Medieval honour and emotions

I’ve started reading a very interesting book: William Ian Miller, ‘Humiliation: and other essays on honor, social discomfort and violence’. A very readable blend of anthropology, medieval history (he’s an expert on Icelandic sagas) and psychology and I think potentially useful for my project. It brings together three things I’m currently thinking about in respect of masculinity: emotions, honour and violence. I need to think about gendered honour in the Carolingian world, but it’s such a slippery concept, especially when ‘honor’ is a word of such multiple meanings. I’m not sure whether in itself talking about ‘honour societies’ is helpful, or whether it’s just a black box explanation: one that slots in an anthropological concept without actually giving much more insight. There’s an awful lot of difference between bushido and chivalric codes, even if they’re both codes of honour. I think to be useful, you need to look at the details of honour: what events count, who counts and what the response ought to be. The problem is how to do that when the sources don’t often specifically discuss honour. This is where a comment by Stephen White in a paper in ‘Anger’s Past’ (edited by Barbara Rosenwein) comes in. He suggests:

‘One important step to taking in explaining lordly anger during the central Middle Ages would be to treat “the sense of honor” as something that mediates between the inner emotional worlds of upper-class males and the outer world of politics, where, at critical junctures, anger and other emotions have the potential to become powerful political forces.’

If honour is a filter through which emotions and reactions (such as violence) are expressed, then working back through such expressions (which narrative sources do often give) may help reconstruct at least the outlines of any code of honour. It seems one approach at least, so I’m off to look at texts and trace emotions.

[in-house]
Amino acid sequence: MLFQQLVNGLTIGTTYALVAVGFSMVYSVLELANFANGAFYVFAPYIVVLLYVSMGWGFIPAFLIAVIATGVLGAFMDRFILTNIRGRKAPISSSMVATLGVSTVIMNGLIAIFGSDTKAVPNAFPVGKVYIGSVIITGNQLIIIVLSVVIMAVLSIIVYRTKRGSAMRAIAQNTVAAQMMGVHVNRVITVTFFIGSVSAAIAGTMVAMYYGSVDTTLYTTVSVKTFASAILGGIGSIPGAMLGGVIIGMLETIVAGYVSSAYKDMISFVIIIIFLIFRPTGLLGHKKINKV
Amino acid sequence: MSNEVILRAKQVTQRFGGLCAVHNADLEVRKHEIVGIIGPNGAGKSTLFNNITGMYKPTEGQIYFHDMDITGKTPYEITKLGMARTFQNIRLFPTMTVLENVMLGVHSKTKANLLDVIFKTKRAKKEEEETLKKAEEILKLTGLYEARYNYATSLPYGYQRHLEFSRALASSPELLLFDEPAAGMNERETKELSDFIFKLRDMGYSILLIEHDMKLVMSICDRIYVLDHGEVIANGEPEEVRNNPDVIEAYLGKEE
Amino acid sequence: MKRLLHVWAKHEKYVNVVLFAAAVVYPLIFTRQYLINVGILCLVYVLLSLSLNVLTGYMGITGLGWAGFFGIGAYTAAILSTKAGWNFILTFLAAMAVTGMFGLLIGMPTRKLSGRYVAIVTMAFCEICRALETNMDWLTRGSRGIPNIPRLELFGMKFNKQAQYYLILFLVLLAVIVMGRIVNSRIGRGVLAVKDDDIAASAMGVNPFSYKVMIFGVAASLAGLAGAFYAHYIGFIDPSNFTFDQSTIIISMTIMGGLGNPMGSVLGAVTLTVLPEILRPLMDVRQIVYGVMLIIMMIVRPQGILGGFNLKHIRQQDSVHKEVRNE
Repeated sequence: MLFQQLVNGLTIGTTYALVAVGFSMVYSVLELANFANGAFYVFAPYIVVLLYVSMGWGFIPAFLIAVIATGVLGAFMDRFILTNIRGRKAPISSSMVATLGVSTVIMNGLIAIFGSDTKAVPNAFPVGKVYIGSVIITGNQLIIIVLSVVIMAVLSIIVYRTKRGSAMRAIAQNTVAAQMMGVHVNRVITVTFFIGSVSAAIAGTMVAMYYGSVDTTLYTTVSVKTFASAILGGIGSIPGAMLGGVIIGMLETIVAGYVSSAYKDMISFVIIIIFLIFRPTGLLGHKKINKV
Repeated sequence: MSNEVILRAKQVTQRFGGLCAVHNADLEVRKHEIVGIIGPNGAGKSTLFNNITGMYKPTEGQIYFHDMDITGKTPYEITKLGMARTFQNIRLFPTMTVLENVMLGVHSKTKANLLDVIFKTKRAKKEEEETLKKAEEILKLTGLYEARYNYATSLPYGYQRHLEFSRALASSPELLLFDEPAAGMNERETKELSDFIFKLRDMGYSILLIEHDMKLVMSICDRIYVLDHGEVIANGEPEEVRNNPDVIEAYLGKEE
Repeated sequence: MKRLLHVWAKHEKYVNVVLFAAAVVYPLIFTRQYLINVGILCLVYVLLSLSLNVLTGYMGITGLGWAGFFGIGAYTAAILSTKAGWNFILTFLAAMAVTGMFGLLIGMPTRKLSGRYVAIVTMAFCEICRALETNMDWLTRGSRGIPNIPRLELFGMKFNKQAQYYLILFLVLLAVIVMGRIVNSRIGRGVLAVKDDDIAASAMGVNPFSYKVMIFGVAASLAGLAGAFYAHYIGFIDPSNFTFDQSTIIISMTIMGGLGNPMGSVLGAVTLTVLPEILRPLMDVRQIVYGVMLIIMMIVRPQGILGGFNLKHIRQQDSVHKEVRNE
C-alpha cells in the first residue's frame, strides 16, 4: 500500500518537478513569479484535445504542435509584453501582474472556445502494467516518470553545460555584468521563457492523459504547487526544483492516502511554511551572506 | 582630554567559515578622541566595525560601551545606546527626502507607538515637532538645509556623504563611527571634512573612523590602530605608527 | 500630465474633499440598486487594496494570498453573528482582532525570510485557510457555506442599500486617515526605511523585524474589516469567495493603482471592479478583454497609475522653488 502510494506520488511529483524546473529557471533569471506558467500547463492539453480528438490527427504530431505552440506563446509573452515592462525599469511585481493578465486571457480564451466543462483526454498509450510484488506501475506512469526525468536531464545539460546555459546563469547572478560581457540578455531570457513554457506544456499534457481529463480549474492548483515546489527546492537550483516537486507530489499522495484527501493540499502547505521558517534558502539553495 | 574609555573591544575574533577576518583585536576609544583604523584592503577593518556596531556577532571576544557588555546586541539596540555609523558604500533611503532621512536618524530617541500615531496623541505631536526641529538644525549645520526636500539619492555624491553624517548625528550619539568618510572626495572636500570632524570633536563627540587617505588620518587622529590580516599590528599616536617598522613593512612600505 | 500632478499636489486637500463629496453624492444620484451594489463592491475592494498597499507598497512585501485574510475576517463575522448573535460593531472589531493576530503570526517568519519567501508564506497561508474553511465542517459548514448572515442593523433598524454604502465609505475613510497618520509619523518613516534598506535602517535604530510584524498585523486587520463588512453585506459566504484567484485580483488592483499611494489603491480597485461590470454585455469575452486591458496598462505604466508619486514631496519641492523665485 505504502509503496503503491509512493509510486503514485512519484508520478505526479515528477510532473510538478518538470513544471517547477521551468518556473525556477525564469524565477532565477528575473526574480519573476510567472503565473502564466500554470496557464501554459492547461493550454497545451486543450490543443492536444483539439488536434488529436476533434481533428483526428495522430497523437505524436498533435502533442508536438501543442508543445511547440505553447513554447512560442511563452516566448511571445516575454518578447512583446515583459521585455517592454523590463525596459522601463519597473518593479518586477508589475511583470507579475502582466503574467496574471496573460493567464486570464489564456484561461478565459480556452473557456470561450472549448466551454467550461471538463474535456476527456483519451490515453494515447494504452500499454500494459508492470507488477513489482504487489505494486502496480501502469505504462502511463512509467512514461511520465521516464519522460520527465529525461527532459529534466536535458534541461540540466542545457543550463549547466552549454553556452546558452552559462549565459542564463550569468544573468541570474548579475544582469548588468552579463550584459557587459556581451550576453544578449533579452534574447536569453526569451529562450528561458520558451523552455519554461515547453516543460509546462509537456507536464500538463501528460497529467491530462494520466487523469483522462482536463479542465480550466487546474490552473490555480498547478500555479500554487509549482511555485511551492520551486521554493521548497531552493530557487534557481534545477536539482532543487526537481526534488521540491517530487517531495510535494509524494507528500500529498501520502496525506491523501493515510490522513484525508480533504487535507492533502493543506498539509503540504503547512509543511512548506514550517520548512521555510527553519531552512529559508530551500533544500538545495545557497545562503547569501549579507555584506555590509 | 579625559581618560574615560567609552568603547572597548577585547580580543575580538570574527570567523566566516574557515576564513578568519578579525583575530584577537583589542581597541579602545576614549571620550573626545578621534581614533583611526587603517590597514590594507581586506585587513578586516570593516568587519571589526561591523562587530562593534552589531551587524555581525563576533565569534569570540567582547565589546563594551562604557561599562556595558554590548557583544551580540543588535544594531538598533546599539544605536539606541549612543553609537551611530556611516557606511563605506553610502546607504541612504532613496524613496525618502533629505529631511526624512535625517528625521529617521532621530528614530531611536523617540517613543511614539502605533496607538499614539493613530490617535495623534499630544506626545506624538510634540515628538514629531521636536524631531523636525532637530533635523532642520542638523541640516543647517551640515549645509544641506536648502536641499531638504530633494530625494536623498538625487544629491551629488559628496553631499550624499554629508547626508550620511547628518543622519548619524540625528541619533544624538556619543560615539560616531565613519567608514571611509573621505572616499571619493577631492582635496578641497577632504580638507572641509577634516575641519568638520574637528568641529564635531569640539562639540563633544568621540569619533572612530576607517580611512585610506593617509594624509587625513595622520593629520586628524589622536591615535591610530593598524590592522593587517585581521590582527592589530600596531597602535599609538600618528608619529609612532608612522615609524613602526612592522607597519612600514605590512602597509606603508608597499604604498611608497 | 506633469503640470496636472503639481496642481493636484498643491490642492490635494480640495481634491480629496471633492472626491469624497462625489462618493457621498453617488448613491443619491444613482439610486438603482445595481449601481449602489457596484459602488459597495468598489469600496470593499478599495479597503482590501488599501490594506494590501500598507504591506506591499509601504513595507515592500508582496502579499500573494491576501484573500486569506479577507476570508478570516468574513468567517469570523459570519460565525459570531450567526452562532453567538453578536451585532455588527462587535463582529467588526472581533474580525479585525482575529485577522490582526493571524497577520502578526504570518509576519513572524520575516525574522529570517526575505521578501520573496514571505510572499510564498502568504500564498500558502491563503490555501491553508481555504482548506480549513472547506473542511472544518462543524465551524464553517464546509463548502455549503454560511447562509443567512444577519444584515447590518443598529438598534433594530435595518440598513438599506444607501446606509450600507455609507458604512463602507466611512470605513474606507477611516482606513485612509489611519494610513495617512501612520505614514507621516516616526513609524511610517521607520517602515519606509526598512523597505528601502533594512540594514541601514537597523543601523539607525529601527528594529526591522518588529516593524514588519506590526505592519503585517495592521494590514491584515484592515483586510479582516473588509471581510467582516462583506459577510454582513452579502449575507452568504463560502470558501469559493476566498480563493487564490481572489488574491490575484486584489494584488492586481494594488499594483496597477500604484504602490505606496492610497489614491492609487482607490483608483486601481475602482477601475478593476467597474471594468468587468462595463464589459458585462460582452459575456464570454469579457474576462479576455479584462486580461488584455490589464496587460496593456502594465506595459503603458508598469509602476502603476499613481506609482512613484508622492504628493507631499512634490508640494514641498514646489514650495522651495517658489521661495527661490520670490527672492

5 thoughts on “Medieval honour and emotions

  1. Are there different names (in English) for the “external” kind of honour that’s basically about reputation, public perception, name, face; and the other, “internal” do-the-right-thing-regardless-of-what-people-think kind of honour? These seem to me to be, if anything, antithetical; they just happen to be stuck under the same noun in English.


  2. The nearest equivalent to internal honour would probably be something like ‘conscience’. There has been a lot of anthropological study of the opposite/negative view of this distinction, between ‘shame cultures’ and ‘guilt cultures’, particularly with respect to Japan and the Mediterranean as shame/honour cultures. However, the relevance of this model is now being questioned. There’s an overview (which I found useful, not being an anthropological expert) in Millie R. Creighton, ‘Revisiting shame and guilt cultures: a forty year pilgrimage’ Ethos 18 (1990), 279-307


  3. Thanks for taking the time to reply to my reply, Magistra. I will look up the reference. I dunno, I’d have thought “conscience” to be more along the lines of empathy/sympathy/guilt in relation to another individual: honour…something more in the ballpark of “shame” and more in relation to regard (ie the notion of being regarded by others, even the “other” in your own head.) At least in some English-speaking countries, that is. Maybe this is exactly the stuff that is most culture-specific, that might even be one of the biggest things that makes cultures distinct. I’ve found your blog to be really interesting and well written too.


  4. A lot of conflicts and war start over national pride and
    or perceived injusteses.many colonies don’t improuve economicly after independence.Hitler made the French surrender in the same railwaycar where Germany surendered
    in the first WW.Jailtime is now all about shaming the guilty
    without harming him physicly or even financialy.
    In the Orient it is mostly family-honour that is at stake
    in personal vendetas.The bombing of hiroshima and Dresden
    is more about humiliating the civilians than destroying
    the industrial capacity.
    Heinz Spall


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